gies rather than complex PBL, virtual teaming, cross-cultural collaboration, simulations, and other forms of rich interactive media.27 If the prediction for more learner-centered pedagogies online is realized, it would be inter-esting to study whether those teach-ing online transfer such pedagogical skills to their face-to-face instructional activities.
Our findings also indicated that, in general, respondents envisioned the Web in the next few years more as a
Skills Needed to Teach Online in 2010
Response OptionsNumber of
Course developer 355 66.4
Facilitator or moderator 352 65.8
Subject-matter expert 298 55.7
Instructor or lecturer 273 51.0
Student counselor or advisor 193 36.1
Technology Trainer 162 30.3
Program coordinator or developer 153 28.6
Other 17 3.2
Subtotal 535 96.4
No response 27 3.6
Total 562 100.0
Expected Quality of Online Versus Traditional Education
ts Online learning today(2003)
Online learning in 3 years(2006)
Online learning in 10 years(2013)
EDUCAUSE QUARTERLY Number 4 200628
tool for virtual teaming or collaboration, critical thinking, and enhanced student engagement than as an opportunity for student idea generation and expression of creativity. This is not surprising, given that most instruction in higher educa-tion is focused on consumption and evaluation of knowledge, not on the generation of it. Perhaps online train-ing departments and units need to offer more examples of how to successfully embed creative and generative online tasks and activities.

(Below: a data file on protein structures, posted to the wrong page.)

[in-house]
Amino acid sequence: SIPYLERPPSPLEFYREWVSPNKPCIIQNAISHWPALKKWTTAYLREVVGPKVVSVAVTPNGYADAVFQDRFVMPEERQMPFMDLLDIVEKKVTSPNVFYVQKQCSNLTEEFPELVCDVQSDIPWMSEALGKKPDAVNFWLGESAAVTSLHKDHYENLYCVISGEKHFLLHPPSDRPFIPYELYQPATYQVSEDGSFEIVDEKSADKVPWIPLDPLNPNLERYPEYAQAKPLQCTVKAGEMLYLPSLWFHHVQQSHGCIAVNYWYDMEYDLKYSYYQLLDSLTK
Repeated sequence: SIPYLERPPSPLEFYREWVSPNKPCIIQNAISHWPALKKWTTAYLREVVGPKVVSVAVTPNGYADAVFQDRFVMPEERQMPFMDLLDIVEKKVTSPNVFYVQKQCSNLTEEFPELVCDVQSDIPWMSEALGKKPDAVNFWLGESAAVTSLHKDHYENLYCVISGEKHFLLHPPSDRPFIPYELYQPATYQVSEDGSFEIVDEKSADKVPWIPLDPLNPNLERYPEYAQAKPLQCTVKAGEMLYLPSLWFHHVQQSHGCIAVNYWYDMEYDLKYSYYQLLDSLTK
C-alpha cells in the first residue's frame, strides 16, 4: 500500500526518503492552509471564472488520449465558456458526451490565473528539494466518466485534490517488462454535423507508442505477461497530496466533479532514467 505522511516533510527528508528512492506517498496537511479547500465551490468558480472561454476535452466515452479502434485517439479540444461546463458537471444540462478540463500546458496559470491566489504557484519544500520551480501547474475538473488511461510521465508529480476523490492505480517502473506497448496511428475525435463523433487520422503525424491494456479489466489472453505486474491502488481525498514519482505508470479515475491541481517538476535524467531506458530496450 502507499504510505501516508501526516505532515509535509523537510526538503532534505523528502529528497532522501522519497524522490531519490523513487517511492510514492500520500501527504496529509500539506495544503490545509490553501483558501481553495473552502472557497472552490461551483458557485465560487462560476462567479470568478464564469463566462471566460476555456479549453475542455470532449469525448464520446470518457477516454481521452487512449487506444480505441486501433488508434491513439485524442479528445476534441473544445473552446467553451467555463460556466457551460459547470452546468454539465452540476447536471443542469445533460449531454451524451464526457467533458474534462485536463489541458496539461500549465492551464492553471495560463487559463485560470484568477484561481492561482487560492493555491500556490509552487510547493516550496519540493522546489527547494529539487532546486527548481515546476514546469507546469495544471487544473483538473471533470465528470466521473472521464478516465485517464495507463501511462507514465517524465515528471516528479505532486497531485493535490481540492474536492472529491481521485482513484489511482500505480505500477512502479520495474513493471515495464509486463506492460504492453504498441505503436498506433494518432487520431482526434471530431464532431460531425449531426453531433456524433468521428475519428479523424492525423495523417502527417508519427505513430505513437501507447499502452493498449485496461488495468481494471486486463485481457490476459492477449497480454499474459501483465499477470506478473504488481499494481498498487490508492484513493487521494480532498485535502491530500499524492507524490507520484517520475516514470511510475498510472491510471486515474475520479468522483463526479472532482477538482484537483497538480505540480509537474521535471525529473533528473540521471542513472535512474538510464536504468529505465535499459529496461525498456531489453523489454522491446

Evaluation and Assessment of Online Courses. Evaluation is an important part of ensuring the quality of online courses and programs. Table 4 summarizes respondents predictions about future trends concerning the evaluation of online learning. When asked how the quality of online education will be most effectively measured during the coming decade, 44 percent answered that a comparison of online student achievement with that of students in face-to-face classroom settings would be the most effective, followed by student performance in simulated tasks of real-world activities (15 percent), calculations of return on investment (10 percent), and student course evaluations (9 percent). Clearly, respondents believe that face-to-face instruction provides a valid benchmark for teaching and learning outcomes and that online performance should at least equal its effectiveness. Such views, while politically important, seem to forget that much of the learning that occurs online could not take place in a face-to-face delivery mode (for example, asynchronous online discussions or online mentoring). It also assumes that face-to-face instruction is superior. What if institutions took the opposite stance and measured face-to-face courses based on whether they could accomplish all that online instruction can?